Our machine shop has also been re-located as part of the business move to Rugby, we anticipate the machines will be operational around mid December. Orders placed which include custom bore sizes and tapped holes will be processed as soon as the machines are spinning again.
In need of high torque motor
|Technobots FAQ » Motors » In need of high torque motor||« Previous Next »|
|Darren Karp (Darrenkarp)
Post Number: 2
I need a 24vdc motor with approx. 12 rpm final output speed and at least 100Nm torque. Can anyone help?
Post Number: 633
Have you seen the reply to your similar previous post in which you did not leave an Email address so we could not send you a personal reply? See here
|Darren Karp (Darrenkarp)
Post Number: 3
I assumed by signing in that you would have my email address for a reply. My mistake. My email address is firstname.lastname@example.org
I will reply to the original thread.
Post Number: 634
When you first posted, you posted as a guest and without an Email address (it's optional). To register to post in the public area, you do need an Email address. No problem though as we got there in the end.
|David Edward Weston (Razerdave)
Post Number: 1
I am after a small but powerful motor for my featherweight lifter, but its odd in the way it would operate. The lifter arm would go from the back of the robot (from the motor) to the top of the wedge (distance 14cm), then down the wedge front (10cm). the forks would be attachd to the side of the arm and extend 5cm from the wedge. It doesn't need to operate very quickly, certinatly the motor doesn't need to go over 1000rpm @18v, and throught this arm it needs to shift 13.6kg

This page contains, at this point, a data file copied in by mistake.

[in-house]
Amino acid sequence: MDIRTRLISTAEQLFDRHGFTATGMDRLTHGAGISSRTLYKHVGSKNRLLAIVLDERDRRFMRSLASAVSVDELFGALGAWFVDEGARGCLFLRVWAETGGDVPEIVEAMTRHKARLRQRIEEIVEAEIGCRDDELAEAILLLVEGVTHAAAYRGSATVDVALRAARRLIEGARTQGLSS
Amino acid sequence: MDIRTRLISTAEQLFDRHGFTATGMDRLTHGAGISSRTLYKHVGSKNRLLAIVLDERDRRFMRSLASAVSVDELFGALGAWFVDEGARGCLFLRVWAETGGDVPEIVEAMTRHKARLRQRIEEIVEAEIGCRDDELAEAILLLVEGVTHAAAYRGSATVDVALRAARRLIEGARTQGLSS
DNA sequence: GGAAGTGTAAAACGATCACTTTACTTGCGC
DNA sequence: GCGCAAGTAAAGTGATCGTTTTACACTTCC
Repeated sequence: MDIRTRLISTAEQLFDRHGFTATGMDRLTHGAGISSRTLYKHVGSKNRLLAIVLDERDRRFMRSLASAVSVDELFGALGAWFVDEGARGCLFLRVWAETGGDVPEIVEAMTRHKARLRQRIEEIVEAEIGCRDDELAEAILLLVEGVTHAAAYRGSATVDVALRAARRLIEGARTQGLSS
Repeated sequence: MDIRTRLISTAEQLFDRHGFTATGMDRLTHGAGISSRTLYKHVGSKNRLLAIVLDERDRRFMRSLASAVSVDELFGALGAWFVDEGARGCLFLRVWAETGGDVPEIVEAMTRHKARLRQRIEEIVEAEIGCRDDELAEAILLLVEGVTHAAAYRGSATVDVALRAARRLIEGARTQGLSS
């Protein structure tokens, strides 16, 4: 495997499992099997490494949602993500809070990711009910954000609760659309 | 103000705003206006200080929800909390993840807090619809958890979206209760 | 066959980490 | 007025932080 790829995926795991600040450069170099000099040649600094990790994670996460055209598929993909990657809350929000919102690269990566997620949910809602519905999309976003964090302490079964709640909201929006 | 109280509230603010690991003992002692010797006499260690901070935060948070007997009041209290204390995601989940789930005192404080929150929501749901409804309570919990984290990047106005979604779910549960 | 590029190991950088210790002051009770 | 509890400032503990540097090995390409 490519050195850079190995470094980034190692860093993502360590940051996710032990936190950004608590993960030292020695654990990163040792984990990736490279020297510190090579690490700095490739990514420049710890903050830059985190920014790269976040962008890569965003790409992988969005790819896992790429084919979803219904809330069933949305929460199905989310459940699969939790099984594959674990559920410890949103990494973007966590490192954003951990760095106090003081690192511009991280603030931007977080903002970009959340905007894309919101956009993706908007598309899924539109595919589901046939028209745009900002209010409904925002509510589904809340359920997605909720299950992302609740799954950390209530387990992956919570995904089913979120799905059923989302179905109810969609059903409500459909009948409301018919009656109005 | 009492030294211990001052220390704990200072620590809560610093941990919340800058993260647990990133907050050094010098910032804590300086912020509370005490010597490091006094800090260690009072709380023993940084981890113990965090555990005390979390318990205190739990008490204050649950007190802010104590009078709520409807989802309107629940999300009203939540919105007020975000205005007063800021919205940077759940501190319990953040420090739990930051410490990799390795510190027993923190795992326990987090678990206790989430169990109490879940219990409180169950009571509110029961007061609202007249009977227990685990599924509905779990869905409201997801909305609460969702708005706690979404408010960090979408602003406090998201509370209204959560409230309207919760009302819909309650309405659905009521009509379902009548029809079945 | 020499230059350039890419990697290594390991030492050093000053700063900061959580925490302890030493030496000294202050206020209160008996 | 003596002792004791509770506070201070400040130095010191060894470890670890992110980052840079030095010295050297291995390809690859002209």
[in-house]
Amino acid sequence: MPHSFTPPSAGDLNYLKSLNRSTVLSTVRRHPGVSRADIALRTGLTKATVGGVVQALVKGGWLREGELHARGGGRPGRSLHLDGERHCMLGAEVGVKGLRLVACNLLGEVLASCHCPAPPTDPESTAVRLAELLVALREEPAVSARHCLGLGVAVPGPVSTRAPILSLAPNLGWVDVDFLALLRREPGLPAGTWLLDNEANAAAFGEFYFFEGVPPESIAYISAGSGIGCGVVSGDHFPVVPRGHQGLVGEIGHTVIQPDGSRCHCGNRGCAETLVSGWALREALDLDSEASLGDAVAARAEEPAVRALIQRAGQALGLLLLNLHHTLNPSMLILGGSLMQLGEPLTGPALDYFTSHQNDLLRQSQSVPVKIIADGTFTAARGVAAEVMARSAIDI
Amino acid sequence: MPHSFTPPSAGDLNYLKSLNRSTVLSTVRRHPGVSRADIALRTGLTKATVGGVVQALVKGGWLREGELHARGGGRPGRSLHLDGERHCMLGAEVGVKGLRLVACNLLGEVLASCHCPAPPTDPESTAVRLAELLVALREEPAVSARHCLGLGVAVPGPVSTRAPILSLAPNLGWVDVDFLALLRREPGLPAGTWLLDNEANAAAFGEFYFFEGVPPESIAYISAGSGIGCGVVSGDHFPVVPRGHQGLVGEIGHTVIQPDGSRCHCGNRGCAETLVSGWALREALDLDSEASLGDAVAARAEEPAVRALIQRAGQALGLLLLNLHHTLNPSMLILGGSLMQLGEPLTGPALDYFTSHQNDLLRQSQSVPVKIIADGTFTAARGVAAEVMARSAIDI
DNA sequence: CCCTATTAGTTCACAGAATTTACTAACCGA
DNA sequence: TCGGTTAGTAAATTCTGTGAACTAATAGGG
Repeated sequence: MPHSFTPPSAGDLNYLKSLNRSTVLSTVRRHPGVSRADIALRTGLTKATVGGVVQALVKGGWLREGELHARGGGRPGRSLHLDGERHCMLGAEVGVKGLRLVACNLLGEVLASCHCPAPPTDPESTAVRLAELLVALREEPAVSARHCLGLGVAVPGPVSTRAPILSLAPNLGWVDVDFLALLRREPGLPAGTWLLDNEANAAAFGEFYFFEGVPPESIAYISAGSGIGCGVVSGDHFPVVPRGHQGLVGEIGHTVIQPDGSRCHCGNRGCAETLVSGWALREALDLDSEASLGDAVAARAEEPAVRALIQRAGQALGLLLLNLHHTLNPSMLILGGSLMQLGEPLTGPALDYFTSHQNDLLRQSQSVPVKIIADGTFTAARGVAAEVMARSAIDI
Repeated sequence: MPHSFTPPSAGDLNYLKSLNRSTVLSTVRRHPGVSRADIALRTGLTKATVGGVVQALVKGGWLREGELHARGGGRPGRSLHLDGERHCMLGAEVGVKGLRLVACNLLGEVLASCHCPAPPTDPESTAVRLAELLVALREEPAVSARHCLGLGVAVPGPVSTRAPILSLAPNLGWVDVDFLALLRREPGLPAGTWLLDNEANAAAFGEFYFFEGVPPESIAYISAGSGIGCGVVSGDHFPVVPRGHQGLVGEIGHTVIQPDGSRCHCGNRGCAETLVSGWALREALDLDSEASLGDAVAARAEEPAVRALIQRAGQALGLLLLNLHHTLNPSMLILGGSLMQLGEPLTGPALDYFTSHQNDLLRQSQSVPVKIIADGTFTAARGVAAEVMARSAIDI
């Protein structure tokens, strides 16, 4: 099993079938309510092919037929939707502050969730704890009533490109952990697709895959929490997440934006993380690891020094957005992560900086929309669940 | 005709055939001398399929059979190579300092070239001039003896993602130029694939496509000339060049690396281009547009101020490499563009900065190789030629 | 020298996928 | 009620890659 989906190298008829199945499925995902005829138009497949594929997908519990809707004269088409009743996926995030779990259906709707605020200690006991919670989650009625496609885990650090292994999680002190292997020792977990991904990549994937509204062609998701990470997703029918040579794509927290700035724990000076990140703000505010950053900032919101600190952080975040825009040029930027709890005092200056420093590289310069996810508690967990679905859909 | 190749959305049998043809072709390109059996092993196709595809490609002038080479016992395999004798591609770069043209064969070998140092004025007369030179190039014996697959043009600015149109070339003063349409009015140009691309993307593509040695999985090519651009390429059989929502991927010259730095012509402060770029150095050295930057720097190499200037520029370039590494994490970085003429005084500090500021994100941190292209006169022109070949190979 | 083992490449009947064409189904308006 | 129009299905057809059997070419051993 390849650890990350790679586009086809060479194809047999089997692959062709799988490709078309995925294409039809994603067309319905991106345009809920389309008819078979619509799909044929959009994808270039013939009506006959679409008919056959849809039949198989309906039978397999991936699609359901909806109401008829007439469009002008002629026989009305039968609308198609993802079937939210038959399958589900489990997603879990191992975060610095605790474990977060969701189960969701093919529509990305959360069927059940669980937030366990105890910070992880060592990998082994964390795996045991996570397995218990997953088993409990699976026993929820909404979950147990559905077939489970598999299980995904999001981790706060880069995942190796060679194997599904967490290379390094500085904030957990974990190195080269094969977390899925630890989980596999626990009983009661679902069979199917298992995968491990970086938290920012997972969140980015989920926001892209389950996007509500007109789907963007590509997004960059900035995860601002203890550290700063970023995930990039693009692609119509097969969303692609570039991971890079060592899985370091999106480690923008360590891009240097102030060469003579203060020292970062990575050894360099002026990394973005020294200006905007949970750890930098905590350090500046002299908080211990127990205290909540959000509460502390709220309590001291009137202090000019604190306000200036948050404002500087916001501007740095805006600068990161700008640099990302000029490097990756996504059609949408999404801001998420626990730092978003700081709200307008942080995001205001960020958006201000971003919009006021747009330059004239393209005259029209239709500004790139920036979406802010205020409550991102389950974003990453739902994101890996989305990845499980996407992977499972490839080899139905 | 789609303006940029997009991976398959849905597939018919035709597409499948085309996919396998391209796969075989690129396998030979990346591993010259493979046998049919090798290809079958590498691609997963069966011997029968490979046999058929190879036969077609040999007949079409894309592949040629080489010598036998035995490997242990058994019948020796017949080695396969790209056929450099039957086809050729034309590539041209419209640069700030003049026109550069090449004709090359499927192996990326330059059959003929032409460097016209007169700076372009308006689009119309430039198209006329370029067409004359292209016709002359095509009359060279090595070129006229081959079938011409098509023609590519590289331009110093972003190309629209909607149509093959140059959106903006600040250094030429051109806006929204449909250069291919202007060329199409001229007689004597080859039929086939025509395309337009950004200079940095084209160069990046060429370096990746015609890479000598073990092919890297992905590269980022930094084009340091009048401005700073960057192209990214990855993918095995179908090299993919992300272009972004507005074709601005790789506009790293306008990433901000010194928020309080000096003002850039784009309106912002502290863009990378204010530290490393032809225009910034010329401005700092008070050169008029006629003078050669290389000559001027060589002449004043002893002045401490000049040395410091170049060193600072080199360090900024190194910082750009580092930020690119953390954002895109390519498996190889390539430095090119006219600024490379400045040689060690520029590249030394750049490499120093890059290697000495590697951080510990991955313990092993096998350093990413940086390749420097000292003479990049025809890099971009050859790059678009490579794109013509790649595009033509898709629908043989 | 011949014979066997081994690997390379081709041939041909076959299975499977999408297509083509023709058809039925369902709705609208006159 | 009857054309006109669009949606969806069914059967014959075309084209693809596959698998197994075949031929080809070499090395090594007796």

Is any of that useful ?
Post Number: 655
I am unable to tell how far the load is from the point at which the torque is applied with the information quoted, what is needed is the straight line distance but let's assume 15cm. Also lifting 13.6kg will only happen when the other robot is fully on your lifter arm unless the speed of action is very very quick i.e a flipper.
Speed of operation is key to the motor power as well, linear actuators typically take many seconds to stroke so again for an assumption let's assume 5 seconds. Angle of rotation is also needed but again let's assume 45 degrees.
So you need the motor to rotate 45 degrees in 5 seconds which is one rev in 40 seconds or 1.5 rpm.
Torque needed would be say 7 kg at 15cm as you will only be turning over the other robot. This is 1.05kg/m or 10.3N/m. Our RE975D 504:1 motor has a torque of 3Nm at 28 rpm. If you were to use further gearing of say 10:1, you should get a torque of 30Nm which is plenty and a 45 degree speed of about 2.6 seconds.
Hopefully these sums are correct but you shuld also be aware that the motor may be damage if a force greater than the momentary maximum is applied to the lifter. The max momentary torque is 8.83Nm but allowing for the 10:1 extra gearing, you could handle a torque of 88Nm or 90kg/m. The reason for mentioning this is if your robot is flipped up in the air and you land on the lifter while it is open, it could damage the motor. Maybe a shear pin just in case would protect the motor. Hopefully we have got the above sums correct but do check them yourself.
- Albion Alloys
- Ansmann Racing UK Ltd
- Creative Robotics
- Draper Tools
- Silverline Tools
- Cana Kit
- Dimension Engineering
- MFA Como Drills
- Revolution (Picaxe)
- Robot Electronics